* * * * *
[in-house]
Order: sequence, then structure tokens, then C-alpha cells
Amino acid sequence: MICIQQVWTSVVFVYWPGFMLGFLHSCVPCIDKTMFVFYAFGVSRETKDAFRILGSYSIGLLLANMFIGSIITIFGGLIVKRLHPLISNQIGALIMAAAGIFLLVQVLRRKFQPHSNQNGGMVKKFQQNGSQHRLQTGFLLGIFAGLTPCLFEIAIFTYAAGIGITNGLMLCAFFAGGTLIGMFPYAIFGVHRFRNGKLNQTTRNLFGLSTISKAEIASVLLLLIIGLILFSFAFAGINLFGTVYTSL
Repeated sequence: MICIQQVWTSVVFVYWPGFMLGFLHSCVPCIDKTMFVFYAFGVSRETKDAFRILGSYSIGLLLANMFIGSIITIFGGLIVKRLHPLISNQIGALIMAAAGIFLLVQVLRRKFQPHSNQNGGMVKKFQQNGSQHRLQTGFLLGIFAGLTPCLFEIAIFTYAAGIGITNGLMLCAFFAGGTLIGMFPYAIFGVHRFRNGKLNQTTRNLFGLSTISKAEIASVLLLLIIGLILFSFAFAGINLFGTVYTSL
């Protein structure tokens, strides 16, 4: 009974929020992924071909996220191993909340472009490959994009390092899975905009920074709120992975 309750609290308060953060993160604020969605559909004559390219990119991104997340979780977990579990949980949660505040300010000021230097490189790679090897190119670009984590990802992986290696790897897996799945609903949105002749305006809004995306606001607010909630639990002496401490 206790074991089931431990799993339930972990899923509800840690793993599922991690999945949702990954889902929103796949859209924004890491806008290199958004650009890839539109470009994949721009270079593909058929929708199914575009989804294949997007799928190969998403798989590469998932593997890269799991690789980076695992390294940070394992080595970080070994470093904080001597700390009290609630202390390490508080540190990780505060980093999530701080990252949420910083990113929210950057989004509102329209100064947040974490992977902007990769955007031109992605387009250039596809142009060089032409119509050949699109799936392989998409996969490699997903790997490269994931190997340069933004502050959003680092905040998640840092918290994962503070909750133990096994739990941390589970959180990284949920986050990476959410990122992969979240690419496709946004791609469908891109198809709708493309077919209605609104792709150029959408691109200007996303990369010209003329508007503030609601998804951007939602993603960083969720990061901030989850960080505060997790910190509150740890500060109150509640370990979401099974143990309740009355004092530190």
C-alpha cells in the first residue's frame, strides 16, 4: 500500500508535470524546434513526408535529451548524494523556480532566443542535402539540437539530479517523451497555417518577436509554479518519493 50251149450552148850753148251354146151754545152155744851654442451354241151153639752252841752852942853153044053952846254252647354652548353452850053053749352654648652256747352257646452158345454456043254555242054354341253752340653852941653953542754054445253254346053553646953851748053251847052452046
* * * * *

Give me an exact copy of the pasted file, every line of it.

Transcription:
[in-house]
Order: sequence, then structure tokens, then C-alpha cells
Amino acid sequence: MICIQQVWTSVVFVYWPGFMLGFLHSCVPCIDKTMFVFYAFGVSRETKDAFRILGSYSIGLLLANMFIGSIITIFGGLIVKRLHPLISNQIGALIMAAAGIFLLVQVLRRKFQPHSNQNGGMVKKFQQNGSQHRLQTGFLLGIFAGLTPCLFEIAIFTYAAGIGITNGLMLCAFFAGGTLIGMFPYAIFGVHRFRNGKLNQTTRNLFGLSTISKAEIASVLLLLIIGLILFSFAFAGINLFGTVYTSL
Repeated sequence: MICIQQVWTSVVFVYWPGFMLGFLHSCVPCIDKTMFVFYAFGVSRETKDAFRILGSYSIGLLLANMFIGSIITIFGGLIVKRLHPLISNQIGALIMAAAGIFLLVQVLRRKFQPHSNQNGGMVKKFQQNGSQHRLQTGFLLGIFAGLTPCLFEIAIFTYAAGIGITNGLMLCAFFAGGTLIGMFPYAIFGVHRFRNGKLNQTTRNLFGLSTISKAEIASVLLLLIIGLILFSFAFAGINLFGTVYTSL
């Protein structure tokens, strides 16, 4: 009974929020992924071909996220191993909340472009490959994009390092899975905009920074709120992975 309750609290308060953060993160604020969605559909004559390219990119991104997340979780977990579990949980949660505040300010000021230097490189790679090897190119670009984590990802992986290696790897897996799945609903949105002749305006809004995306606001607010909630639990002496401490 206790074991089931431990799993339930972990899923509800840690793993599922991690999945949702990954889902929103796949859209924004890491806008290199958004650009890839539109470009994949721009270079593909058929929708199914575009989804294949997007799928190969998403798989590469998932593997890269799991690789980076695992390294940070394992080595970080070994470093904080001597700390009290609630202390390490508080540190990780505060980093999530701080990252949420910083990113929210950057989004509102329209100064947040974490992977902007990769955007031109992605387009250039596809142009060089032409119509050949699109799936392989998409996969490699997903790997490269994931190997340069933004502050959003680092905040998640840092918290994962503070909750133990096994739990941390589970959180990284949920986050990476959410990122992969979240690419496709946004791609469908891109198809709708493309077919209605609104792709150029959408691109200007996303990369010209003329508007503030609601998804951007939602993603960083969720990061901030989850960080505060997790910190509150740890500060109150509640370990979401099974143990309740009355004092530190």
C-alpha cells in the first residue's frame, strides 16, 4: 500500500508535470524546434513526408535529451548524494523556480532566443542535402539540437539530479517523451497555417518577436509554479518519493 50251149450552148850753148251354146151754545152155744851654442451354241151153639752252841752852942853153044053952846254252647354652548353452850053053749352654648652256747352257646452158345454456043254555242054354341253752340653852941653953542754054445253254346053553646953851748053251847052452046